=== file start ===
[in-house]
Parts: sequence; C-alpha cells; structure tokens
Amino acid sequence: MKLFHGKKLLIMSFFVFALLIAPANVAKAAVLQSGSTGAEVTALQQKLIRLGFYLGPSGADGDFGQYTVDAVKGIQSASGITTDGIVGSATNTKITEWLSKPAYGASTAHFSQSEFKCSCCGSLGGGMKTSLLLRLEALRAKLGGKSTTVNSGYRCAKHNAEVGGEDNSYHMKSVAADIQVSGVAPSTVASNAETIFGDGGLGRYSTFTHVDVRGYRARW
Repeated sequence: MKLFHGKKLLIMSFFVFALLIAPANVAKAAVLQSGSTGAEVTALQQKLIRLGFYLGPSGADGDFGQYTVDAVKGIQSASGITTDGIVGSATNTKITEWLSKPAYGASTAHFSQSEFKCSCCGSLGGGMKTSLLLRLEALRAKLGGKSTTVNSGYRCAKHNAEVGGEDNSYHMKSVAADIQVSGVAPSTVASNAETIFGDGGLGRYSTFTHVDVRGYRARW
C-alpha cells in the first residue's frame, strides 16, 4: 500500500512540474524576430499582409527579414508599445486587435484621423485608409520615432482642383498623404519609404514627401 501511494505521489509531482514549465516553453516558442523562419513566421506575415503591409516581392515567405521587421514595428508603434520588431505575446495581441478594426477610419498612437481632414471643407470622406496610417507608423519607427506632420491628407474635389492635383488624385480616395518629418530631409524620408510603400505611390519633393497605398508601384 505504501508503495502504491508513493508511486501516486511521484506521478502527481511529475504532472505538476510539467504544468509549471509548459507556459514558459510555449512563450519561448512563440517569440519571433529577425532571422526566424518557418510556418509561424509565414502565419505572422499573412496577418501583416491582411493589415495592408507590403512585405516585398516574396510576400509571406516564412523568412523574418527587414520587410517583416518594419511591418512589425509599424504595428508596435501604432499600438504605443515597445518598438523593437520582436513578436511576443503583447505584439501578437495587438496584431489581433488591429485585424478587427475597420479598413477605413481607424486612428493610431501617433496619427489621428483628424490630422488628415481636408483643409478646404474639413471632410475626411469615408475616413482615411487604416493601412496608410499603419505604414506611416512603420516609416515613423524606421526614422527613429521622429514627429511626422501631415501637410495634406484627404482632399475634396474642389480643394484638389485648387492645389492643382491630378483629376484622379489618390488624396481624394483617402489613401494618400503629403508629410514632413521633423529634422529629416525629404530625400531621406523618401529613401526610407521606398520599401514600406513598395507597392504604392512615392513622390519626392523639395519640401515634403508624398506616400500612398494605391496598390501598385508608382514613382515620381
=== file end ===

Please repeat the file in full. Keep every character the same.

[in-house]
Parts: sequence; C-alpha cells; structure tokens
Amino acid sequence: MKLFHGKKLLIMSFFVFALLIAPANVAKAAVLQSGSTGAEVTALQQKLIRLGFYLGPSGADGDFGQYTVDAVKGIQSASGITTDGIVGSATNTKITEWLSKPAYGASTAHFSQSEFKCSCCGSLGGGMKTSLLLRLEALRAKLGGKSTTVNSGYRCAKHNAEVGGEDNSYHMKSVAADIQVSGVAPSTVASNAETIFGDGGLGRYSTFTHVDVRGYRARW
Repeated sequence: MKLFHGKKLLIMSFFVFALLIAPANVAKAAVLQSGSTGAEVTALQQKLIRLGFYLGPSGADGDFGQYTVDAVKGIQSASGITTDGIVGSATNTKITEWLSKPAYGASTAHFSQSEFKCSCCGSLGGGMKTSLLLRLEALRAKLGGKSTTVNSGYRCAKHNAEVGGEDNSYHMKSVAADIQVSGVAPSTVASNAETIFGDGGLGRYSTFTHVDVRGYRARW
C-alpha cells in the first residue's frame, strides 16, 4: 500500500512540474524576430499582409527579414508599445486587435484621423485608409520615432482642383498623404519609404514627401 501511494505521489509531482514549465516553453516558442523562419513566421506575415503591409516581392515567405521587421514595428508603434520588431505575446495581441478594426477610419498612437481632414471643407470622406496610417507608423519607427506632420491628407474635389492635383488624385480616395518629418530631409524620408510603400505611390519633393497605398508601384 505504501508503495502504491508513493508511486501516486511521484506521478502527481511529475504532472505538476510539467504544468509549471509548459507556459514558459510555449512563450519561448512563440517569440519571433529577425532571422526566424518557418510556418509561424509565414502565419505572422499573412496577418501583416491582411493589415495592408507590403512585405516585398516574396510576400509571406516564412523568412523574418527587414520587410517583416518594419511591418512589425509599424504595428508596435501604432499600438504605443515597445518598438523593437520582436513578436511576443503583447505584439501578437495587438496584431489581433488591429485585424478587427475597420479598413477605413481607424486612428493610431501617433496619427489621428483628424490630422488628415481636408483643409478646404474639413471632410475626411469615408475616413482615411487604416493601412496608410499603419505604414506611416512603420516609416515613423524606421526614422527613429521622429514627429511626422501631415501637410495634406484627404482632399475634396474642389480643394484638389485648387492645389492643382491630378483629376484622379489618390488624396481624394483617402489613401494618400503629403508629410514632413521633423529634422529629416525629404530625400531621406523618401529613401526610407521606398520599401514600406513598395507597392504604392512615392513622390519626392523639395519640401515634403508624398506616400500612398494605391496598390501598385508608382514613382515620381